- The study focused on neonatal waves in mice before they first opened their eyes.
- Scientists believe human babies also prime their visual motion detection before birth.
Imagine opening your eyes for the first time as a brand new baby. The world is so mysterious, full of obstacles and strange shapes. And yet it does not take babies all that long to get their bearings, to latch on to their parents, and to start interacting. How do they do this so quickly? A new study published in Science proposes that babies of mammals dream about the world they are about to enter before being born, developing important skills.
The team, led by professor Michael Crair, who specializes in neuroscience, ophthalmology, and visual science, wanted to understand why when mammals are born, they are already somewhat prepared to interact with the world.
"At eye opening, mammals are capable of pretty sophisticated behavior," said Craig, "But how do the circuits form that allow us to perceive motion and navigate the world? It turns out we are born capable of many of these behaviors, at least in rudimentary form."
Unusual retinal activity
The scientists observed waves of activity radiating from the retinas of newborn mice before their eyes first open. Imaging shows that soon after birth, this activity disappears. In its place matures a network of neural transmissions that carries visual stimuli to the brain, as explained by a Yale press release. Once it reaches the brain, the information is encoded for storage.
What's particularly unusual about this neonatal activity is that it demonstrates a pattern that would happen if the animal was moving forward somewhere. As the researchers write in the study, "Spontaneous waves of retinal activity flow in the same pattern as would be produced days later by actual movement through the environment."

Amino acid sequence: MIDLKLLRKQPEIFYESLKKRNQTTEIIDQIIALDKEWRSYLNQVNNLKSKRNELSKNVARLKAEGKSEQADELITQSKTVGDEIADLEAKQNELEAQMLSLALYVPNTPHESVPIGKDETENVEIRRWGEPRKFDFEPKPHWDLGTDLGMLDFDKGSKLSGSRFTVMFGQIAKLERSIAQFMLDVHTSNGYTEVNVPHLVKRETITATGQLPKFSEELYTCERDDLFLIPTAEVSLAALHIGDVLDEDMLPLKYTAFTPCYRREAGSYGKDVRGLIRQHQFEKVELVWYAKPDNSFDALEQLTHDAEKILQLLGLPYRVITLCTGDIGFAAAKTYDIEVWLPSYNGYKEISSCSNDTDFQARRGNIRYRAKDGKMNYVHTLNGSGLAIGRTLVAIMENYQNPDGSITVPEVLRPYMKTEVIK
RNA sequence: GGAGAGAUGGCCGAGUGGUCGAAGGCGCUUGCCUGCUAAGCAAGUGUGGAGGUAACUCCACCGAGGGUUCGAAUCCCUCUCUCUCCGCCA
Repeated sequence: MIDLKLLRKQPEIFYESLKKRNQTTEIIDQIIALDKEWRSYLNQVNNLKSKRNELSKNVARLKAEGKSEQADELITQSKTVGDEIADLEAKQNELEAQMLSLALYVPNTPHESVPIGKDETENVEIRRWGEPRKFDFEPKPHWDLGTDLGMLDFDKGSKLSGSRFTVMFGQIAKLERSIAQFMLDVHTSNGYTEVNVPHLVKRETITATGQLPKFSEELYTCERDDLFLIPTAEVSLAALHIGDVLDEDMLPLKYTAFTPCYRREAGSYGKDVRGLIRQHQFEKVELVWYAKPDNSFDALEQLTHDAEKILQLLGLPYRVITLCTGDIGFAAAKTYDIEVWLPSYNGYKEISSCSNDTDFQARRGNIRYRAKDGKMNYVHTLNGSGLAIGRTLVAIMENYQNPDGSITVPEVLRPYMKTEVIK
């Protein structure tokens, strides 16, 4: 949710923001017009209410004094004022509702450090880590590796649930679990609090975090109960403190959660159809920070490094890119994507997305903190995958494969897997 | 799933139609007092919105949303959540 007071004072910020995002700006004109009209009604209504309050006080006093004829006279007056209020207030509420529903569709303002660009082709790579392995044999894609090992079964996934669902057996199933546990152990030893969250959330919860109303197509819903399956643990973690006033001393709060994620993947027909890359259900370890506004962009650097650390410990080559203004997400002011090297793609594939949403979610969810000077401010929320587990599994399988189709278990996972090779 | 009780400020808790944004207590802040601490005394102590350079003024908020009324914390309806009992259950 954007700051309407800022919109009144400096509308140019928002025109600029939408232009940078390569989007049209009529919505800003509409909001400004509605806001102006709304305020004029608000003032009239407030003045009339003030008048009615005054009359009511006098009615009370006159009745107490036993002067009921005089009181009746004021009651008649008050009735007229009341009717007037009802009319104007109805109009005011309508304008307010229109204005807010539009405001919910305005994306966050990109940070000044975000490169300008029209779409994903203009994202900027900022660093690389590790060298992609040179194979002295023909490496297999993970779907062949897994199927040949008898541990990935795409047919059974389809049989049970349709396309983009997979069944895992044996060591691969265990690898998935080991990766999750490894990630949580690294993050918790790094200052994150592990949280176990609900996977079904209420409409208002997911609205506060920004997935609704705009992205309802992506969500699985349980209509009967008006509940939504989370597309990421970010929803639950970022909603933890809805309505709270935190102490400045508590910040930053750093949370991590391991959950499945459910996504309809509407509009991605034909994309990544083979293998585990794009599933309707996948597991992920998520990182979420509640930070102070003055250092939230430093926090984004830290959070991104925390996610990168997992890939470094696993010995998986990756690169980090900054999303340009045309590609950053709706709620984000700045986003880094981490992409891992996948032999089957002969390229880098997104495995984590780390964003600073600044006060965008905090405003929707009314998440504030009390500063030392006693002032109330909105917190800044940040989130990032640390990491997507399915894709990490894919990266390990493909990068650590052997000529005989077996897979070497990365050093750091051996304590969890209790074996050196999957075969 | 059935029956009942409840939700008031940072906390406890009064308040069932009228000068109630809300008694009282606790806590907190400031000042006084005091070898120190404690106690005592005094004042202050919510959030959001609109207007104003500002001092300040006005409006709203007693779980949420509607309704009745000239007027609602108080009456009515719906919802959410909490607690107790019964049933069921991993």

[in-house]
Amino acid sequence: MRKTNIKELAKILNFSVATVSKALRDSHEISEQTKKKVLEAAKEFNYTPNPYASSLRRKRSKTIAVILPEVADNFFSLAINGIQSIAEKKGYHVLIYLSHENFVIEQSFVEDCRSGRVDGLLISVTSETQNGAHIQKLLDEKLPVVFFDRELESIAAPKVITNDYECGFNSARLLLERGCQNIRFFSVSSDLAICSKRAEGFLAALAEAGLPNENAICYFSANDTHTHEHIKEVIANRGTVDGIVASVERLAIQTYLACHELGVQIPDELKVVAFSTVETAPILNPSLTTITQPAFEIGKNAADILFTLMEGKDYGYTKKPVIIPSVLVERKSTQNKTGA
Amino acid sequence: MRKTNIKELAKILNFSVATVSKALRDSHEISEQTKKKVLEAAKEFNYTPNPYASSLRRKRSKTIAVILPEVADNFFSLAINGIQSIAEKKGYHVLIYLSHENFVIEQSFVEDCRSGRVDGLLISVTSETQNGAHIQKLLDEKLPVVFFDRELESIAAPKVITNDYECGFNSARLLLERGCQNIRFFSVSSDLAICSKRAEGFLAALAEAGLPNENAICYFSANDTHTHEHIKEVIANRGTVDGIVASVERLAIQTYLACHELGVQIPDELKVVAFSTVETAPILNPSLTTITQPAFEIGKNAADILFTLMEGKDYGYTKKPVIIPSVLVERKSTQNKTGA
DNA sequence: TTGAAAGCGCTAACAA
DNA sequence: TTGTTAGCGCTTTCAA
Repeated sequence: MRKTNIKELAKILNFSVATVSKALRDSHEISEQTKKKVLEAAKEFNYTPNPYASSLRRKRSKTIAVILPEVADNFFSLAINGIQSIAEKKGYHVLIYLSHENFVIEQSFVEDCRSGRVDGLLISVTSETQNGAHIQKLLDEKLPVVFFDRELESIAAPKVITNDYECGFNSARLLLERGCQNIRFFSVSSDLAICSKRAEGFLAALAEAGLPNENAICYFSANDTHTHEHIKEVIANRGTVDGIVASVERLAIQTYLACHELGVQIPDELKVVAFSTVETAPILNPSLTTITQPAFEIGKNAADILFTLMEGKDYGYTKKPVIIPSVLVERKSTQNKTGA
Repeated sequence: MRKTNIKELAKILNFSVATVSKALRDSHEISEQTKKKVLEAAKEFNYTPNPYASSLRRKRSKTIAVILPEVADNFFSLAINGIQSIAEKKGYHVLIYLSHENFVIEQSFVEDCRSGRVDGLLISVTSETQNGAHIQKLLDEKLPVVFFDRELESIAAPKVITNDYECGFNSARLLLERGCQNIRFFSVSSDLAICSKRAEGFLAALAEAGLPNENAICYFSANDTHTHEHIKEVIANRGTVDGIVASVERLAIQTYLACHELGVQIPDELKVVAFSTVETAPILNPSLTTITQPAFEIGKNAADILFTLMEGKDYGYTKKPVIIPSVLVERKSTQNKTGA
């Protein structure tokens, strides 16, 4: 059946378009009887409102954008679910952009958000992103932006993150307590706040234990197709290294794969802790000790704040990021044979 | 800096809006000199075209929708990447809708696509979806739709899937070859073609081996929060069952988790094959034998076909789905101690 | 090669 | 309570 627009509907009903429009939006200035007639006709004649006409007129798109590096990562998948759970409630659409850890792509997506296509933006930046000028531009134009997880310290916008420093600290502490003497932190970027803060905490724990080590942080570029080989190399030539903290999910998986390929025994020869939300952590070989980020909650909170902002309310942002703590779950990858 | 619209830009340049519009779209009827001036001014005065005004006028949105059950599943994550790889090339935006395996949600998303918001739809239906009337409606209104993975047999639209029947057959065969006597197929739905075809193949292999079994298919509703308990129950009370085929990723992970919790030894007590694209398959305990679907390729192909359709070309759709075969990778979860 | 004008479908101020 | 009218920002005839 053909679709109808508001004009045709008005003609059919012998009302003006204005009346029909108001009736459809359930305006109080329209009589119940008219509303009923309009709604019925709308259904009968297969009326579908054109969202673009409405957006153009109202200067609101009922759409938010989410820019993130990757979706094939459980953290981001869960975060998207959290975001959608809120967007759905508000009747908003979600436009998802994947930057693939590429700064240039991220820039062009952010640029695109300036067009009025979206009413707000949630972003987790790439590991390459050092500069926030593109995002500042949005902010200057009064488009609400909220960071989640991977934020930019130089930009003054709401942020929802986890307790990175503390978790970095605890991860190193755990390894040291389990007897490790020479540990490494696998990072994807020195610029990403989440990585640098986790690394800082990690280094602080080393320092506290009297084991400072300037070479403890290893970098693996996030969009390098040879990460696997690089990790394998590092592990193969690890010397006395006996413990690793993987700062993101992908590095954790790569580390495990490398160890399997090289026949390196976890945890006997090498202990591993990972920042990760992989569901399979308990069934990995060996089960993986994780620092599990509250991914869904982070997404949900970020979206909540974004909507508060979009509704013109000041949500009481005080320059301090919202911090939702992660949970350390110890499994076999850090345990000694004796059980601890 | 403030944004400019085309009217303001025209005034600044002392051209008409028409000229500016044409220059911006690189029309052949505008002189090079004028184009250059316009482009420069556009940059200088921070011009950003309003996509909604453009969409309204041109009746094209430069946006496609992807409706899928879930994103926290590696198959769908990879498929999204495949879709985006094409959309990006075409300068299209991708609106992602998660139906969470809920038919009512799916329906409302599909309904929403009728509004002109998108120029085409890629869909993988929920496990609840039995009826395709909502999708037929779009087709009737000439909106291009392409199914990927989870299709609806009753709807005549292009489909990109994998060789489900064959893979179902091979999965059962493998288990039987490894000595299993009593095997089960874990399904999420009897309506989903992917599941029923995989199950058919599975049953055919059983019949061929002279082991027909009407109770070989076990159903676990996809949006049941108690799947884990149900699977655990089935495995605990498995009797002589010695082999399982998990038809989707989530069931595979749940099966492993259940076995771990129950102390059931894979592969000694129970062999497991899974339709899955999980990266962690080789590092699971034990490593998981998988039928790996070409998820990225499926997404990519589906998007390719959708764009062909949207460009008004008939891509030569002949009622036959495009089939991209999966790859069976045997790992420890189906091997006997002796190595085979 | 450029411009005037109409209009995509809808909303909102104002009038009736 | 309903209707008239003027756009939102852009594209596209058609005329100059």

Crair explained that this "dream-like activity" makes sense from an evolutionary standpoint, as it helps the mouse get ready for what will happen to it after it opens its eyes. It allows the animal to "respond immediately to environmental threats," Crair shared.
Retinal waves in a newborn mouse prepare it for vision www.youtube.com
What is creating the waves?
The scientists also probed what is responsible for creating the retinal waves that mimic the forward motion. They turned on and off the functionality of starburst amacrine cells — retinal cells that release neurotransmitters — and discovered that blocking them stopped the retinal waves from flowing, which hindered the mouse from developing the ability to react to visual motion upon birth. These cells are also important to an adult mouse, affecting how it reacts to environmental stimuli.
Graphic showing the origin and functionality of directional retinal waves.Michael C. Crair et al, Science, 2021.
What about human babies?
While the study focused on mice, human babies also seem to be able to identify objects and motion right after birth. This suggests the presence of a similar phenomenon in babies before they are born.
"These brain circuits are self-organized at birth and some of the early teaching is already done," Crair stated. "It's like dreaming about what you are going to see before you even open your eyes."